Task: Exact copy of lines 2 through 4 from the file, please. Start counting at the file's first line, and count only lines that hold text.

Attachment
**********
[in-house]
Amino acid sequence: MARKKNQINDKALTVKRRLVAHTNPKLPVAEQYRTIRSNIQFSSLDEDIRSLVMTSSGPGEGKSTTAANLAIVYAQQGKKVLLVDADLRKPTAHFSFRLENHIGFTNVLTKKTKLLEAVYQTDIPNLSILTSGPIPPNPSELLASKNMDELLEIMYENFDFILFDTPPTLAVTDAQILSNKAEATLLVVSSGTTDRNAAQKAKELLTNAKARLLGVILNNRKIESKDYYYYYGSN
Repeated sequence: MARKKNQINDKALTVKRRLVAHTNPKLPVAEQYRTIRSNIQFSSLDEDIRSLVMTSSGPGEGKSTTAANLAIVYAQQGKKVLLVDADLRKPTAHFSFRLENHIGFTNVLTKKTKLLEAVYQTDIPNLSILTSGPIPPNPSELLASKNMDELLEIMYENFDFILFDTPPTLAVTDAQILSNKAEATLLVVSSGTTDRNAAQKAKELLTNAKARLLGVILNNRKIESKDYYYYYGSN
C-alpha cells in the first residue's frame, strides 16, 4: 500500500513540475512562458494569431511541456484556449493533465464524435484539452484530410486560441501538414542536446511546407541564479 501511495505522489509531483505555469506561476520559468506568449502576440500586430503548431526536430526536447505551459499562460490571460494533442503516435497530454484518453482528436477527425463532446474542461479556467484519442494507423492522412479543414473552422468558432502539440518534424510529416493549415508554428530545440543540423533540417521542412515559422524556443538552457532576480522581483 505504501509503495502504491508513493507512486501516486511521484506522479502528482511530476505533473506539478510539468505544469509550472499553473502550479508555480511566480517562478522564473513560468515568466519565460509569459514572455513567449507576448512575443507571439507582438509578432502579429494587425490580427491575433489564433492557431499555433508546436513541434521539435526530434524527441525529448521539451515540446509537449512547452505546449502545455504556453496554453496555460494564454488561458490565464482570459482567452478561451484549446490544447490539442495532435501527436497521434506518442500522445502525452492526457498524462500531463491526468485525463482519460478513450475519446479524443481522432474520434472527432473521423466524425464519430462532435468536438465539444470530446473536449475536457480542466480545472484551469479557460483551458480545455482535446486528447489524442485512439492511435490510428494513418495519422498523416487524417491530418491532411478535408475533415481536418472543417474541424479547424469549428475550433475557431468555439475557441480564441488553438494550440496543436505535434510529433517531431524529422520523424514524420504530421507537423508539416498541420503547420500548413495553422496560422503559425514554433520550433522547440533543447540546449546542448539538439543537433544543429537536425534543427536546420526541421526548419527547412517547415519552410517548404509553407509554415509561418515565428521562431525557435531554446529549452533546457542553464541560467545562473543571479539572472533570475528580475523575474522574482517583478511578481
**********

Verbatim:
Amino acid sequence: MARKKNQINDKALTVKRRLVAHTNPKLPVAEQYRTIRSNIQFSSLDEDIRSLVMTSSGPGEGKSTTAANLAIVYAQQGKKVLLVDADLRKPTAHFSFRLENHIGFTNVLTKKTKLLEAVYQTDIPNLSILTSGPIPPNPSELLASKNMDELLEIMYENFDFILFDTPPTLAVTDAQILSNKAEATLLVVSSGTTDRNAAQKAKELLTNAKARLLGVILNNRKIESKDYYYYYGSN
Repeated sequence: MARKKNQINDKALTVKRRLVAHTNPKLPVAEQYRTIRSNIQFSSLDEDIRSLVMTSSGPGEGKSTTAANLAIVYAQQGKKVLLVDADLRKPTAHFSFRLENHIGFTNVLTKKTKLLEAVYQTDIPNLSILTSGPIPPNPSELLASKNMDELLEIMYENFDFILFDTPPTLAVTDAQILSNKAEATLLVVSSGTTDRNAAQKAKELLTNAKARLLGVILNNRKIESKDYYYYYGSN
C-alpha cells in the first residue's frame, strides 16, 4: 500500500513540475512562458494569431511541456484556449493533465464524435484539452484530410486560441501538414542536446511546407541564479 501511495505522489509531483505555469506561476520559468506568449502576440500586430503548431526536430526536447505551459499562460490571460494533442503516435497530454484518453482528436477527425463532446474542461479556467484519442494507423492522412479543414473552422468558432502539440518534424510529416493549415508554428530545440543540423533540417521542412515559422524556443538552457532576480522581483 505504501509503495502504491508513493507512486501516486511521484506522479502528482511530476505533473506539478510539468505544469509550472499553473502550479508555480511566480517562478522564473513560468515568466519565460509569459514572455513567449507576448512575443507571439507582438509578432502579429494587425490580427491575433489564433492557431499555433508546436513541434521539435526530434524527441525529448521539451515540446509537449512547452505546449502545455504556453496554453496555460494564454488561458490565464482570459482567452478561451484549446490544447490539442495532435501527436497521434506518442500522445502525452492526457498524462500531463491526468485525463482519460478513450475519446479524443481522432474520434472527432473521423466524425464519430462532435468536438465539444470530446473536449475536457480542466480545472484551469479557460483551458480545455482535446486528447489524442485512439492511435490510428494513418495519422498523416487524417491530418491532411478535408475533415481536418472543417474541424479547424469549428475550433475557431468555439475557441480564441488553438494550440496543436505535434510529433517531431524529422520523424514524420504530421507537423508539416498541420503547420500548413495553422496560422503559425514554433520550433522547440533543447540546449546542448539538439543537433544543429537536425534543427536546420526541421526548419527547412517547415519552410517548404509553407509554415509561418515565428521562431525557435531554446529549452533546457542553464541560467545562473543571479539572472533570475528580475523575474522574482517583478511578481